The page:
Available ICU Beds At Hospitals Filling Up As 3rd Wave Hits Hard

Colorado’s supply of ICU beds is falling and Gov. Jared Polis and state epidemiologist Dr. Rachel Herlihy addressed it again Tuesday as Colorado’s third COVID wave hits hard.

“With only 25 ICU beds in Denver, three in Weld County, five in Pueblo, 14 in Colorado Springs down to very low numbers of ICU beds available … But there is a timing factor there and while I expect these, these successful data driven interventions will work.”

But in hospitals around the state, administrators are looking at filling difficult gaps.

“So certainly the Front Range, the Mountain corridor, the Western Slope, and some isolated rural hospitals,” said Julie Lonborg, senior vice president of communications for the Colorado Hospital Association. Gaps could be hard to fill.

“Very often there are specialized beds in critical care. And it is usually possible to get more of those if you need to. But it’s not the bed and it’s not the physical space … You have to have a bed and you have to have staff.”

Denver Health is looking at what is called “surging.” That’s changing hospital setups and beds. Chief medical officer Dr. Connie Price is part of the team looking at what the hospital will do.

“We are expanding by six beds and then by Dec. 1 about 12 more beds,” she said.,

Staffing is also a problem there.

“You can surge easily with a physical bed. As long as you have the hookups, oxygen. So there’s a lot more ability to do that. It really is that staffing that’s the hardest part.”

Hospitals hit hard include those in Grand Junction, the San Luis Valley and Weld County. A spokeswoman for North Colorado Medical Center in Greeley replied to an inquiry via email calling the hospital, “Extremely full, and it has been very full for much of the past three weeks. We opened three new ICU rooms recently, and they were full almost immediately. We have already put some levels of our surge plans in place, and we may expand.”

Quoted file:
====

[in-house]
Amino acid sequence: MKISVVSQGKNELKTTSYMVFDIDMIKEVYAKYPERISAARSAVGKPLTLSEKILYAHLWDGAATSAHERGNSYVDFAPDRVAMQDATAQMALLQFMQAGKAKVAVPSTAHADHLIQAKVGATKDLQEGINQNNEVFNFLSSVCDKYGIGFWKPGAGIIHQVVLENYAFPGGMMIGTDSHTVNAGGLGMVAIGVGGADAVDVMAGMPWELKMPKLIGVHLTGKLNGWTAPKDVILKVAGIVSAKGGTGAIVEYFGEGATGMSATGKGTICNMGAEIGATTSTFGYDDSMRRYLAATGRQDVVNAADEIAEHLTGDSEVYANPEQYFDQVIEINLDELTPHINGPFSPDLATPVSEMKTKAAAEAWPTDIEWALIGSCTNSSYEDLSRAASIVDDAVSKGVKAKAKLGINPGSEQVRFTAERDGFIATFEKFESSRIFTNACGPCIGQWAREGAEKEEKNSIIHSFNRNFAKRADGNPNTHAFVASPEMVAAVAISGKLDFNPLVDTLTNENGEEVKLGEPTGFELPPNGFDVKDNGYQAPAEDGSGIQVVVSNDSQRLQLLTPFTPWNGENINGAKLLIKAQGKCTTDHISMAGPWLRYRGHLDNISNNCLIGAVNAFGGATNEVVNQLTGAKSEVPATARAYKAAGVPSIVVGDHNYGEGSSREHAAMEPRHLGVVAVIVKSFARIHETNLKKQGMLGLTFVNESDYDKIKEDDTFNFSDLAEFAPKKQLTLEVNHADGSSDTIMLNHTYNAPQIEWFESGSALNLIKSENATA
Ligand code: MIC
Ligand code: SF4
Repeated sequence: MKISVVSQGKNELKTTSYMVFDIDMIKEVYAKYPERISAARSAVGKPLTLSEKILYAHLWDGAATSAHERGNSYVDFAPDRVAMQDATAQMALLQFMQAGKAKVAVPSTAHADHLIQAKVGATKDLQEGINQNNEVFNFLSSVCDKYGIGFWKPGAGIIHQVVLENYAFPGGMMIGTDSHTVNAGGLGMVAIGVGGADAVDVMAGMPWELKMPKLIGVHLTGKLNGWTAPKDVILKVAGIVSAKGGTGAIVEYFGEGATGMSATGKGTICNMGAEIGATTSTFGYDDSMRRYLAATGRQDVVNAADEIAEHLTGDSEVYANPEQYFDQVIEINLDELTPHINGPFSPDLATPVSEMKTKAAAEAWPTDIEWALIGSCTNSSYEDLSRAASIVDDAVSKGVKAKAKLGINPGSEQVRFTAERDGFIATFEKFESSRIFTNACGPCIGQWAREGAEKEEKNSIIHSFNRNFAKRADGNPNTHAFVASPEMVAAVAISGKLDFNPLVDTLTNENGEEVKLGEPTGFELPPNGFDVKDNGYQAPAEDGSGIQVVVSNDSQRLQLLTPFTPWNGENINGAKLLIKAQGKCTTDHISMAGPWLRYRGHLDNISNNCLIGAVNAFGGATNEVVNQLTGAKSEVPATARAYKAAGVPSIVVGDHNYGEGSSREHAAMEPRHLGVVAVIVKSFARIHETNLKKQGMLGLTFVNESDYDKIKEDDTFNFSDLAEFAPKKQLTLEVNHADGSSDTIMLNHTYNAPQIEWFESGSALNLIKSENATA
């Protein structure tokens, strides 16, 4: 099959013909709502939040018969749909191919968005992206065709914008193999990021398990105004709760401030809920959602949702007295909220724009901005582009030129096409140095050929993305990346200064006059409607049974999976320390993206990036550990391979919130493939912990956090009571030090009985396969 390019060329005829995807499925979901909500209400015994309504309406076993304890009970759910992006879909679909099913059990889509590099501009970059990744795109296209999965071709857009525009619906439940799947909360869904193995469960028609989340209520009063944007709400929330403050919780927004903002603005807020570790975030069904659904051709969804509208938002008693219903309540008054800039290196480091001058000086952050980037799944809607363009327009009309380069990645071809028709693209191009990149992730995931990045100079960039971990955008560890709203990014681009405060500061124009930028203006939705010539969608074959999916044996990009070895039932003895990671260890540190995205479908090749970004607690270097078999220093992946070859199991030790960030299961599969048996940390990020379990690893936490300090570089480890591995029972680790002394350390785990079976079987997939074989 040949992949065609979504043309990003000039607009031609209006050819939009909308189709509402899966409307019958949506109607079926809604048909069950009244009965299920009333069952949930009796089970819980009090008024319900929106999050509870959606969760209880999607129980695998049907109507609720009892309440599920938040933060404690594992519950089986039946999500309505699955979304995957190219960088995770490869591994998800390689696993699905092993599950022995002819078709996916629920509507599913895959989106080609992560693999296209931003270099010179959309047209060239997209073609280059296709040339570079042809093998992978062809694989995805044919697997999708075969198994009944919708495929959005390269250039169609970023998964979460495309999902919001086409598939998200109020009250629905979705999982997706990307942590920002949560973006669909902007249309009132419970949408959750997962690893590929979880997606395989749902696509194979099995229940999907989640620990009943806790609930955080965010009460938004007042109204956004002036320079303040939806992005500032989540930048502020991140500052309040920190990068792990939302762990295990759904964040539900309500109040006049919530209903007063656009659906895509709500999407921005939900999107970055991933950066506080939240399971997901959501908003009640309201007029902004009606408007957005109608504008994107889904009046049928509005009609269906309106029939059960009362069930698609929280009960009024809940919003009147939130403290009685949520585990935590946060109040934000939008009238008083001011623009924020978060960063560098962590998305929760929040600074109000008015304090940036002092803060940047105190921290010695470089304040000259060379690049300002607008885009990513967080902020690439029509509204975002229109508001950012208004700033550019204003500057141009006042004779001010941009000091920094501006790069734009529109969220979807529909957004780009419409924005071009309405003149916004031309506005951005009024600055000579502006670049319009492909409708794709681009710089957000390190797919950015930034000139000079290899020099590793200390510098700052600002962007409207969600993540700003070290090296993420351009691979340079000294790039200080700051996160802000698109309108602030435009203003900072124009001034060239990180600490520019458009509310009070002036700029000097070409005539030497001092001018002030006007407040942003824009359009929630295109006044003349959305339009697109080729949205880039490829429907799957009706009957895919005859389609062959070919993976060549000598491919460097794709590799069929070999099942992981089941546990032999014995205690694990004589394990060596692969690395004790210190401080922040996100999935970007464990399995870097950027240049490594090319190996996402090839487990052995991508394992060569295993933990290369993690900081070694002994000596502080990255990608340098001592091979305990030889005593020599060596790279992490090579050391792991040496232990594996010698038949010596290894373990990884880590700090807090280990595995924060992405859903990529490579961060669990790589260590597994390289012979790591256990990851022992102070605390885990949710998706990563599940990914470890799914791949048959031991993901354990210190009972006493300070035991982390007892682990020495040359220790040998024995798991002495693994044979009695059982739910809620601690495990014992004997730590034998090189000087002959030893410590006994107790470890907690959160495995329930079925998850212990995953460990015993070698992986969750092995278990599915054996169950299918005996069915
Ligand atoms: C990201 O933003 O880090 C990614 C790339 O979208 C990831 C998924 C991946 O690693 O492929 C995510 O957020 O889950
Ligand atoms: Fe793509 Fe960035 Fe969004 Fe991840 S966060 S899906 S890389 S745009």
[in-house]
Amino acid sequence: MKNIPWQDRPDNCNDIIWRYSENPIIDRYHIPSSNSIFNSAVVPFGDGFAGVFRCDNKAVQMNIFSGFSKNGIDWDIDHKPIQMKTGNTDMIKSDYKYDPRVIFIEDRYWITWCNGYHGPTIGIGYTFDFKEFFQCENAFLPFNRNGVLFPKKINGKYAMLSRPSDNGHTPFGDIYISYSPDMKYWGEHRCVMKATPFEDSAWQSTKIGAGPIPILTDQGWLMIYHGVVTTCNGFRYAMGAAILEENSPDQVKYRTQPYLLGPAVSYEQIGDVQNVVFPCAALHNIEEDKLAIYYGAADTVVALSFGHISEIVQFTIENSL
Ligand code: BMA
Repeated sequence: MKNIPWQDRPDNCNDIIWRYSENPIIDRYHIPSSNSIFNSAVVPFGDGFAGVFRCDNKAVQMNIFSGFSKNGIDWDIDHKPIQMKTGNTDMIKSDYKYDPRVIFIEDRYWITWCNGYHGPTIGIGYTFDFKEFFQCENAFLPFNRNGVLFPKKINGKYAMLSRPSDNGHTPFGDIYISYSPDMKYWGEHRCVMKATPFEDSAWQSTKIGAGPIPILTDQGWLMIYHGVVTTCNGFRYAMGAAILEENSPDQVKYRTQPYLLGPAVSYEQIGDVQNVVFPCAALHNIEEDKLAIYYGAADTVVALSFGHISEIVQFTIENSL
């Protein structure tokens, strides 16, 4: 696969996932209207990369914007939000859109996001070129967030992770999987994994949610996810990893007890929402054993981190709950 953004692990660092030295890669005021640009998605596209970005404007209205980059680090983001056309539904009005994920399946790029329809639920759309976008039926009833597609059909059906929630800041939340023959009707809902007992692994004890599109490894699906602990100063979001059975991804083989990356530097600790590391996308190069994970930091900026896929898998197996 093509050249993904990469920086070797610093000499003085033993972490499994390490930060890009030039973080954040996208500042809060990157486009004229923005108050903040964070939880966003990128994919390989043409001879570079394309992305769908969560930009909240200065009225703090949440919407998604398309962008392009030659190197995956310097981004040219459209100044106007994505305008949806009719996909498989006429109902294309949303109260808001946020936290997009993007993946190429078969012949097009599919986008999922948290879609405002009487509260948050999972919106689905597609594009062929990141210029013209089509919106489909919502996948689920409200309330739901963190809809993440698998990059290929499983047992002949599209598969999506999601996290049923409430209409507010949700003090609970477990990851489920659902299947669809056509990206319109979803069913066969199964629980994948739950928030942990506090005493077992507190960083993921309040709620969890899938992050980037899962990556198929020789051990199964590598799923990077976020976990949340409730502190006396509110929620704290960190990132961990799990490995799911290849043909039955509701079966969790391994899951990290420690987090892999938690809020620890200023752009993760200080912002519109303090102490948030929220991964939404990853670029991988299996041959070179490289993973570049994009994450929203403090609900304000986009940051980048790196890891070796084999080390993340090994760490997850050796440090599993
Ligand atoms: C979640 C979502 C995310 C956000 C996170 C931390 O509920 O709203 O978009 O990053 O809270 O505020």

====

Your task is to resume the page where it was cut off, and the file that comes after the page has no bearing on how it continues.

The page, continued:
Dr. Price noted that the number of open ICU beds is a number that can vary by the hour. Hospitals have busy and quiet times. Until now.

“I think the difference now is the busy days now are on top of each other every day. With not really an end in sight right now.”

The latest surge in COVID cases comes amid a typical increase in hospitalizations.

“The COVID patients keep coming and our regular patients keep coming. They have a lot of regular need, particularly those who differed a lot of care in the spring when we shut down.”

Ultimately hospitals might change the way care is provided or even give nurses more patients.

“If it came to be that we had to surge so much that staff were stretched we may have to rethink those ratios, or find different models of staffing that might extend the staff members say it’s a nurse by having helpers come in to expand their reach a bit.”

Hospitals are already transferring patients. Dozens of patients over two and a half weeks, said Lonborg. Hospitals have to think outside their own box.

“And so it’s no longer looking at it as Denver Health capacity or another hospital capacity it’s where we’re at in the state. Where the available bed is, getting the patient there,” said Dr. Price. “When we no longer have that option, then you know that’s when we really get into trouble. And some of the projections I’ve seen, if we stay on this course then that’s where we’ll be.

Those projections indicate greater pressure on hospitals in late December. And Dr. Price notes, without the public’s help in reducing the risk of spreading COVID-19, an already stressful time will get worse.

“And we’re all tired. We are, a lot of our staff had not taken a vacation since the spring. They’re tired and they’re worried for their patients. They’re worried about what’s to come. So please help us stop the spread in the community so that we don’t see all of these patients in the hospital.”

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